Category Archives: political strategy

Biden v. Trump: Are We In Or Out?

An important article for Progressives, I would like to share from Carl Davidson’s “Leftlinks” website

“Biden v. Trump: Are We In Or Out?”
by Whitney Maxey

The next few months are decision time for the left.
Either Donald Trump or Joe Biden will be inaugurated President on January 20, 2021.
Millions of people, including the vast majority of voters of color and of workers of all backgrounds who reject bigotry and lies, will cast their ballots for Biden. Among them will be a large cohort who regard Trump as a unique danger and will go all-out to beat him.
Will we join them in that effort or not?
I believe if we throw down, and if we are successful, we create the best possible fighting conditions for working-class and people of color movements domestically and internationally.
And we will build a stronger and bigger left in the process.
We will shift the terrain because Biden and Trump are not the same.
There are major qualitative and quantitative differences between them. Trump heads a right-wing populist and authoritarian trend dripping with white supremacy. Biden is a neoliberal but is subject to pressure from the left to address at least some of our concerns. Denying those differences and choosing not to mobilize to beat Trump is turning our backs on multi-national working class and people of color communities and movements in their time of most need the world over.
Trump’s doubling down on neoliberal ideology to let government create the best circumstances and avenues for the market to do what it pleases to coordinate and direct national medical resources. He rejects the demand for government to step in to at least try and make the process more equitable. This literally means the difference between life and death for people who have contracted Covid-19, who are disproportionately working-class Black and other people of color.
Trump, along with European powers and the right-wing populist bloc he has been facilitating, have exacerbated the plight of many in the Global South. This bloc has repeatedly interfered to try and grossly undermine the various self-determination struggles. This has meant further destabilization and less of an ability to navigate the Covid19 multi-pronged crisis for so many of these countries. For example, since the start of the crisis, Trump has increased sanctions on countries like Venezuela and increased military presence throughout Latin America. The last thing these countries need is to be handcuffed as they struggle to see their country and the people in it through this crisis.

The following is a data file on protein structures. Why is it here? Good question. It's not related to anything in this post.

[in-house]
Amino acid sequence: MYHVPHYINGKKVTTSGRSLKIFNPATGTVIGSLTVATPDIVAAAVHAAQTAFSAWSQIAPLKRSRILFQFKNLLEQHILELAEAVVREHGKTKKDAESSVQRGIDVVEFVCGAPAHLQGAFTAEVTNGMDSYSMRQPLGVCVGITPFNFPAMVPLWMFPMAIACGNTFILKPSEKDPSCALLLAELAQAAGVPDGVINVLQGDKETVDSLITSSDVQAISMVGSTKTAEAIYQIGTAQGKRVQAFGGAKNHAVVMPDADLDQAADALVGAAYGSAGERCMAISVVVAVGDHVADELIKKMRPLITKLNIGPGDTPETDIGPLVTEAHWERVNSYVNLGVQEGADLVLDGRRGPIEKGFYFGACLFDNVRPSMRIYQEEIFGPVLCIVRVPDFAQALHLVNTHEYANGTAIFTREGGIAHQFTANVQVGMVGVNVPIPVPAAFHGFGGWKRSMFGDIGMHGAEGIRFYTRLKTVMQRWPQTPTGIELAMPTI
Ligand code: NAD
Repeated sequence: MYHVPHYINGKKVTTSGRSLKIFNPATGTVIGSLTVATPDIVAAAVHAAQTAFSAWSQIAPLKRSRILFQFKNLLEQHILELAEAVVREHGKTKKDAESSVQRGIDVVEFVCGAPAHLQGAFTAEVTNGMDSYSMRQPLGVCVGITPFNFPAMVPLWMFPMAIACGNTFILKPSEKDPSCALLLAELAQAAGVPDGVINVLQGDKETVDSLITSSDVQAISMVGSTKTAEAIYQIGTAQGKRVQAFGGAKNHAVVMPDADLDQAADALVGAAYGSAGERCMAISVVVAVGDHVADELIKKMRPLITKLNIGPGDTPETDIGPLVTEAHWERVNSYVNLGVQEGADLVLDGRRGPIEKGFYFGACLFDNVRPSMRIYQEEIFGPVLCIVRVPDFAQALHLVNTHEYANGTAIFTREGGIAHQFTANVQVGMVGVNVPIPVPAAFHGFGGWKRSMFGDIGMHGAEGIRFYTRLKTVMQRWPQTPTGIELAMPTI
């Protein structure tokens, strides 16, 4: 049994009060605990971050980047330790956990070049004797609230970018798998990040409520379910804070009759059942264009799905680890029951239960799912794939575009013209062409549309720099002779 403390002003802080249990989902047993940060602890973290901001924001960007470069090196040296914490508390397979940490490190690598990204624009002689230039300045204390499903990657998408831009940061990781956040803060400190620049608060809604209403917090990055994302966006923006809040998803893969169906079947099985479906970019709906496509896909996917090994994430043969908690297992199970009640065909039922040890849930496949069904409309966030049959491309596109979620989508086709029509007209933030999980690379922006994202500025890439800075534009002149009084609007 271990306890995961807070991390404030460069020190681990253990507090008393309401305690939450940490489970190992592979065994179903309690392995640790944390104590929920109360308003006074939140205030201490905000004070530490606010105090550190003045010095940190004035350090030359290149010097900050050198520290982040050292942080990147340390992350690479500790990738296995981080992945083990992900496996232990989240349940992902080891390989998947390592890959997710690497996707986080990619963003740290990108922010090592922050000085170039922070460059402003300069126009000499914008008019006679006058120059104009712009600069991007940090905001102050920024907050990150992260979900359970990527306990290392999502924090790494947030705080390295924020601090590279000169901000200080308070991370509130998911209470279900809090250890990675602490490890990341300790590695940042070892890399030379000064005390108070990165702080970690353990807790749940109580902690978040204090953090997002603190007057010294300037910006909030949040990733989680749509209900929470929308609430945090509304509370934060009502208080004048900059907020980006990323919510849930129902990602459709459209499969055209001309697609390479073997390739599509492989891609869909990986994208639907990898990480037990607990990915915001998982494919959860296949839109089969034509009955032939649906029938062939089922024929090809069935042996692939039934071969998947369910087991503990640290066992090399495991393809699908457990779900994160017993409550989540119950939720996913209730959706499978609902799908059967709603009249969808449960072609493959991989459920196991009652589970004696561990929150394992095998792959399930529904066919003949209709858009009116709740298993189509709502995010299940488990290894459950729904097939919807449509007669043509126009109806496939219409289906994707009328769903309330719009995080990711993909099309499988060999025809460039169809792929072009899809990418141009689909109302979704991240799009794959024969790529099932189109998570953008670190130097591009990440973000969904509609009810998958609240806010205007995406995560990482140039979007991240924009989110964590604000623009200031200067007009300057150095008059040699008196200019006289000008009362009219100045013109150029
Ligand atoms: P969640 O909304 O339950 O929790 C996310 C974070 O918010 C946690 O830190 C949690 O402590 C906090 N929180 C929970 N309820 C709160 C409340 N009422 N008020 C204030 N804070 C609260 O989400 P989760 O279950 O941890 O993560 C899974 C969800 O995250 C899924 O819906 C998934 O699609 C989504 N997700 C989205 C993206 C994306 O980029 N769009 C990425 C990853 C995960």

In contrast, Biden has called for lifting sanctions that prevent Iran from getting medical and other essential supplies, and condemned Trump pulling out of the JCPOA nuclear agreement (a.k.a. the Iran nuclear agreement).
Biden wouldn’t have pulled the US out of the Paris Climate Accord and would put us back into the agreement. Though the action itself is symbolic, it points to two very important things that our movements can build on: 1) A belief that Climate Change is real and something must be done about it on a global scale and 2) science and facts matter.
These are two major areas of departure between Trumpism and the moderate thrust of a Biden-led Democratic administration. Given part of the crisis we are facing is ecological our movements would be much better served with an administration led by someone who is already down the path of recognizing that there is a problem to be fixed (Biden) versus someone who thinks the whole thing is a “hoax”.
A Biden presidency creates more favorable conditions for our communities and movements to fight for the audacious ideas and demands that this crisis affords us the ability to do in a way that wasn’t possible even three months ago.
Biden would have to be more responsive to the political power that is being constructed by an increasingly galvanized and organized left wing of the Democratic Party social base. Approximately 25% of the Democratic Party electorate is progressive or left of progressive and thus Biden recognizes that he needs us to win. This is evident in his concessions to Bernie Sanders and statement that he needs Bernie not just to win the election but to govern. That means we can win more concessions as we go forward to include more of the things we want in his vision and plan for the US and abroad.